Beginning of the Ende

All across the world, people are taking divestment action as and where they can. Here’s a great blog about the recent action in Germany, Ende Gelande. (Here, and no further.)

Mountains, pictures, action.

“I’m so glad to see people drawing a firm line in the coalfields, and stopping the planet’s largest coal-digging machines. We’re driven not by ideology but by physics: there’s simply no way to burn all this lignite and keep the climate intact. These protesters are lifeguards for an endangered planet.”

Bill McKibben,

Photo: Tobias Mandt Photo: Tobias Mandt

I’m running and I’m running and I’m just one, just one amongst hundreds of people running to escape the batons and the pepper spray, running to break through the police line and run on and on across the field to the mine. But as we’re running and my legs are pumping and the adrenaline’s thumping I turn and see something that makes my blood turn cold and time stand still. I see a man made massive with body armour and a helmet and a baton, and I see him throw his shoulder back and form…

View original post 1,557 more words


Divest Carleton member writes to the Sierra Club

(This letter was sent by one of Divest Carleton’s founding members to the Sierra Club regarding their recent ranking of ‘green colleges.’ )

To the editor:
As a long time Sierra Club activist, I am appalled that your magazine would again rank “green” colleges without reference to their record on fossil fuel divestment. We now know that to avoid catastrophic climate change, the majority of carbon reserves already on the books will have to be left in the ground. But the fossil fuel companies continue with basic business plans that ignore this reality and seek to burn it all, find more, and then burn that. To protect those plans they “invest” millions in candidate support and lobbying to prevent significant political action.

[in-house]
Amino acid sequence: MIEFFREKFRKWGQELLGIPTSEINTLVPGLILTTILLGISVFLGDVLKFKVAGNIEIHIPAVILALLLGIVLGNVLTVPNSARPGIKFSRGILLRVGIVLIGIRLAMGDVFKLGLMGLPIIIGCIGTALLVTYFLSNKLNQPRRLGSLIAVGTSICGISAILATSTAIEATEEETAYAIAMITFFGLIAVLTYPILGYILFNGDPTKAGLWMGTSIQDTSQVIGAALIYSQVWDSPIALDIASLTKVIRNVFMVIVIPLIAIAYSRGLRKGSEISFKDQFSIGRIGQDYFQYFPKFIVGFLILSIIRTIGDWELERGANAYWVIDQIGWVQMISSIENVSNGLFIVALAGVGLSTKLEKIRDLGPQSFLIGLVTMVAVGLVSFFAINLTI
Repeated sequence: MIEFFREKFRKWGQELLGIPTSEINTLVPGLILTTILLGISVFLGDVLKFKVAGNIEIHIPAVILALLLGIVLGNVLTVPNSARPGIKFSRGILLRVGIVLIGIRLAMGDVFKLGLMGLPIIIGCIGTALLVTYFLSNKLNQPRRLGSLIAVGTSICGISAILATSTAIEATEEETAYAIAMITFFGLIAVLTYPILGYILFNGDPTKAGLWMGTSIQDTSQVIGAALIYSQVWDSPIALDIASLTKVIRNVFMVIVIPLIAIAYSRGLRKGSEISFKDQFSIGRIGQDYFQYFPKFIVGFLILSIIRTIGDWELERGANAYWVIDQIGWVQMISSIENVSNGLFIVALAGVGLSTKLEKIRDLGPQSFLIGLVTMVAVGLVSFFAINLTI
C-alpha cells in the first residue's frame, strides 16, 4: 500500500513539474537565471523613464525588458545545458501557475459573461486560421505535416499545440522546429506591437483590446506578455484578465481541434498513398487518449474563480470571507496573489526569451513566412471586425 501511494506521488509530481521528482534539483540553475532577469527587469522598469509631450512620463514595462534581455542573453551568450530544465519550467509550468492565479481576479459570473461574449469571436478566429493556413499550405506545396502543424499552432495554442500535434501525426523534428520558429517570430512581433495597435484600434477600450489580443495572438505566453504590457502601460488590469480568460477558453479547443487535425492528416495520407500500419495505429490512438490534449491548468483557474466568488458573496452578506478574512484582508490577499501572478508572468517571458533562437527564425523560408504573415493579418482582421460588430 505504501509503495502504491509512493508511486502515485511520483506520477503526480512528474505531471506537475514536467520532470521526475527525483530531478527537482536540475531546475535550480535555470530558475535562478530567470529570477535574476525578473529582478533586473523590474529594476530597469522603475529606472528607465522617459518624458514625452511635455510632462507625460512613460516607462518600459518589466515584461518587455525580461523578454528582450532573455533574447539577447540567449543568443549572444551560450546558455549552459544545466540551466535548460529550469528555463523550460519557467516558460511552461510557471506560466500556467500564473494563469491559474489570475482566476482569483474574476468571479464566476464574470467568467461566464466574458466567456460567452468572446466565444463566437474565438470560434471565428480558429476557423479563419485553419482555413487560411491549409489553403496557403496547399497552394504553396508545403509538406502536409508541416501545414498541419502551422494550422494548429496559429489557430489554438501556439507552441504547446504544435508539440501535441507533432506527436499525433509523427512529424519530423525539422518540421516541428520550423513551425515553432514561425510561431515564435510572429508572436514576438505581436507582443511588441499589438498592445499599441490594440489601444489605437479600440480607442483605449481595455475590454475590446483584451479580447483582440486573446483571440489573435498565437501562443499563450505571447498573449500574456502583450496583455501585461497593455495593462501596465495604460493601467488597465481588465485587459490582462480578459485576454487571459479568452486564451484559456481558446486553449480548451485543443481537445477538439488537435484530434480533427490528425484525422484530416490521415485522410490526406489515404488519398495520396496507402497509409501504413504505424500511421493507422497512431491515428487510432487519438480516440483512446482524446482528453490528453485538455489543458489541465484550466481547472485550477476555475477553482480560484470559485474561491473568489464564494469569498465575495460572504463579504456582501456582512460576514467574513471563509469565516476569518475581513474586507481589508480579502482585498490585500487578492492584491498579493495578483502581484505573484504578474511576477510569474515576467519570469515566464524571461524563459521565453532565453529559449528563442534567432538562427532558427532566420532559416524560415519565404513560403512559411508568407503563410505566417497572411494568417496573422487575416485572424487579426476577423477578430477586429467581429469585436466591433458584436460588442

It is not “cool,” but flat our wrong for colleges to continue to profit from these companies, essentially creating a vested interest in their success. There may have been a time when the “on-campus” indicators were a useful way to identify green colleges. That time is now gone. By publishing these rankings the Club gives opponents of divestment ammunition which they can use to argue about what is really “cool” and “green.”
On-campus actions are laudable and necessary, but more is needed to address climate change.Think of it this way. If every college in the top 100 meets its most ambitions “on-campus” greenhouse gas reduction goals, it will not make even a ripple in total emissions. But if all 100 divested their fossil fuel holdings, it would significantly change the moral and political climate surrounding fossil fuels, and could well spark a grass roots movement powerful enough to seriously address the dire threats that we face.
My hope is that you will write a correction or retraction or, perhaps publish a new list which recognizes divestment as a crucial indicator. In any case, please, in next year’s rankings, make up the green list based on divestment support and relegate on-campus greening to side articles which identify some of the more creative actions, as was done with divestment in this issue.
Brett A. Smith